One story that I think should be widely shared is that the US Senate is on the cusp of passing the Recovering America’s Wildlife Act or RAWA, which is a bill that would provide close to $1.4 billion a year for restoring wildlife populations across the country. I saw this story in the news after reading about the recently passed Inflation Reduction Act, which includes some of the most important and comprehensive legislation to combat the effects of climate change to date. I am interested in climate change and environmental policy, so this part of the Inflation Reduction Act and the proposed Recovering America’s Wildlife Act was interesting to me. I think that more people should be paying attention to the RAWA because it is a bill that is specifically aimed at one of the major effects of climate change, the loss of biodiversity and endangered species. This is an important topic because the loss of biodiversity and endangered species has significant ramifications in our country which are more than just environment related. Outdoor recreation and wildlife recreation specifically are huge industries in the United States, which is why passing this bill has bipartisan economic incentives attached. There are 14 Republican co-sponsors for the bill, which I think is an uplifting moment of bipartisan cooperation. This story has not received much coverage in the media because it has been overshadowed by more “important” or significant political and environmental issues, such as the rising inflation in the US. However, this issue and the proposed bill should receive more media attention because if it is passed, it would be a historic and much needed advancement for environmental and conservation efforts in our country. Here is the link to the article that I read from Vox News: https://www.vox.com/down-to-earth/23288563/recovering-americas-wildlife-act-explained.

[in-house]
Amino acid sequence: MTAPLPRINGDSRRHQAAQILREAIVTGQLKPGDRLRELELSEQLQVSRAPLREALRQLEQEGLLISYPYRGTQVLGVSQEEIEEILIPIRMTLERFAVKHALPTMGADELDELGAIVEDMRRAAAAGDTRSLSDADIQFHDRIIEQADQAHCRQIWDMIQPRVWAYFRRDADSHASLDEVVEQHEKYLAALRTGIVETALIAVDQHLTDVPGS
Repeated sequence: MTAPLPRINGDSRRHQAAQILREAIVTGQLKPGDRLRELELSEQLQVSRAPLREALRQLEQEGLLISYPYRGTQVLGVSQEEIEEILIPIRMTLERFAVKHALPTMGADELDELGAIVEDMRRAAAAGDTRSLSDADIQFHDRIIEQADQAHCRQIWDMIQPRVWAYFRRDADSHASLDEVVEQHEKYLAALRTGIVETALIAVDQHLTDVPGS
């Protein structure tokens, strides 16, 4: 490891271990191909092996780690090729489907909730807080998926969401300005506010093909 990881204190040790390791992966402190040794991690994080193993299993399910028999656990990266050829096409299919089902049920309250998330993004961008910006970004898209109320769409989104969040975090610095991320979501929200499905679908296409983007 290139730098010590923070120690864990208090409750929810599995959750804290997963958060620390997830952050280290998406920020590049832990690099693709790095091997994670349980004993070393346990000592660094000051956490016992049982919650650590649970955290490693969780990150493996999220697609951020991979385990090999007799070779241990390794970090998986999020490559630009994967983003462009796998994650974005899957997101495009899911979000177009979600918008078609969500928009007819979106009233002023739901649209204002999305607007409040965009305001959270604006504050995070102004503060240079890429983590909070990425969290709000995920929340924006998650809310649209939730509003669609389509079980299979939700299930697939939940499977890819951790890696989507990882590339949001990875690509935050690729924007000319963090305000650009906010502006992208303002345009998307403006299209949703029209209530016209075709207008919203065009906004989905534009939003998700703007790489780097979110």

Initial Summary of my CapStone
The community that I was interacting with during my Global Scholars summer experience was the local community in Valencia, Spain, specifically students ages 12-17 and teachers. I was volunteering at a local school, Colegio Sagrado Corazón, while I was studying abroad at the FSU Valencia campus through FSU International Programs. The topic that I focused on during my experience was the education system in Spain, and how it can be studied to learn about how religion and history have affected modern Spain across different generations. During my time in Spain, I made observations through my interactions with the students and teachers while volunteering. I also want to incorporate the knowledge that I gained from the classes that I attended in Spain, which were taught by Spanish professors and focused on applying the knowledge we learned in class in the Valencian community. So far, I have found that Spain’s history as a Catholic nation and the Franco dictatorship in the second half of the 20th century have had an immense impact on the Spanish education system and have created divisions in viewpoints between the younger and older generations living in Spain today. The discoveries that I made impacted my view of the community because they opened my eyes to divisions in that society that I previously was not aware existed.